— Vancouver Is Awesome (@VIAwesome) May 2, 2019
When I first saw these two mascots walking in a downtown rapid transit station I figured it must be for a chocolate dipped Dairy Queen cone and some new confection from Orange Julius. But no~these two mascots are actually representative of basic human excrement.
I was hopeful that our campaign on Price Tags to have washrooms installed for the public at transit stations was about to be announced by these two mascots with the predictable names of “Pee and Poo”.
But no. As the CBC dryly reports Metro Vancouver “has launched a video campaign introducing mascots Poo and Pee to drive home a message about improper flushing.The costumed mascots are part of Metro Vancouver’s annual Unflushables campaign to remind people about items that should not be flushed because they can clog city sewers and your pipes.”
I have written about the City of Victoria’s Mr. Floatie with his jaunty sailor’s cap and yellow rain boots. The creation of school teacher James Skwaro, Mr. Floatie had a thirteen year career in Greater Victoria reminding citizens that 130 million litres of untreated sewage was being dumped daily into the Salish Sea.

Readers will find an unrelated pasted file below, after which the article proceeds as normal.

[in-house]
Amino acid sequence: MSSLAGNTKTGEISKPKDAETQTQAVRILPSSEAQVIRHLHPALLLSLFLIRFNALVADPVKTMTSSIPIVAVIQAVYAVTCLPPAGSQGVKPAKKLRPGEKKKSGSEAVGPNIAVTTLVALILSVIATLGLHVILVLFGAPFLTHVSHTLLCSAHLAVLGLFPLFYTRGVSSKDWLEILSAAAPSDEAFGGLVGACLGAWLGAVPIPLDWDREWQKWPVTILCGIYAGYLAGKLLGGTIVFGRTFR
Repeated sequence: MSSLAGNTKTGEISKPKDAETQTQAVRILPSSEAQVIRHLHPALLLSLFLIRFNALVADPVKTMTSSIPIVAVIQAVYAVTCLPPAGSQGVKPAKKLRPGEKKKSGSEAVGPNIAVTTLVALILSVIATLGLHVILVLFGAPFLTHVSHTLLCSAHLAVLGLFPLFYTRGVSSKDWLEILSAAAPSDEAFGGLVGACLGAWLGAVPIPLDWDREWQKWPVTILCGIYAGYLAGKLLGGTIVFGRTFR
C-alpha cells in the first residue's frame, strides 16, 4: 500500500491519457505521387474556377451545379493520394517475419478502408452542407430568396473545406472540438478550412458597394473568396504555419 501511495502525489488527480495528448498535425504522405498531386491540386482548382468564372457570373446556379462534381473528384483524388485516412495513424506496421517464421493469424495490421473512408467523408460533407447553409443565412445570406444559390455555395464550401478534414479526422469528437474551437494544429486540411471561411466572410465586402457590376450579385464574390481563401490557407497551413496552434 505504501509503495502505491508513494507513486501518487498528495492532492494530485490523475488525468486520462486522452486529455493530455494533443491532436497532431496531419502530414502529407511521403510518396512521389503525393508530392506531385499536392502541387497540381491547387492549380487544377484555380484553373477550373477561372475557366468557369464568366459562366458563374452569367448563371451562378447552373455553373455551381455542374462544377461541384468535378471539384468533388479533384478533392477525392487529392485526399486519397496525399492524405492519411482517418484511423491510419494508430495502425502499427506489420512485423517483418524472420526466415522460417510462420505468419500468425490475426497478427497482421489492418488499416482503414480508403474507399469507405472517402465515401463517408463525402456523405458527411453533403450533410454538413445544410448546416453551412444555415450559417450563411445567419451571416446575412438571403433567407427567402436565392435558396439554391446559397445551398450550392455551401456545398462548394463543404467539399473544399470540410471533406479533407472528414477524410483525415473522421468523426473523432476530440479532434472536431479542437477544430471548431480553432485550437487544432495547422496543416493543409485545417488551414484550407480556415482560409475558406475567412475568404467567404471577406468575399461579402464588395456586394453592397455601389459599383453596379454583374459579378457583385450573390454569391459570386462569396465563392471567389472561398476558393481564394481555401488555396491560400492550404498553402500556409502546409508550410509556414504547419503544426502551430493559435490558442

With promises of a new treatment plant Mr. Floatie retired in 2016, with his last official engagement (I am not making this up) with the Canadian Consul General and Victoria tourism boosters in Seattle.
Bob Kronbauer of Vancouver is Awesome immediately saw the marketing opportunity of offering a limited run of t-shirts with the two Metro Vancouver mascots on the front. Calling the two mascots “the official mascots of Metro Vancouver” immediately drew a response from Metro Vancouver’s office. While these $8,000 mascots belonged to Metro Vancouver, they were not “official”, as there were so many other departments that Metro Vancouver also managed.
A portion of each t-shirt sale goes to Surfrider Foundation that mitigates ocean and beach pollution. You can also watch the vimeo video below describing Metro Vancouver’s education campaign to not flush everything down.
Meanwhile we are all still waiting for public washrooms at or near TransLink transit stations. It’s a long wait.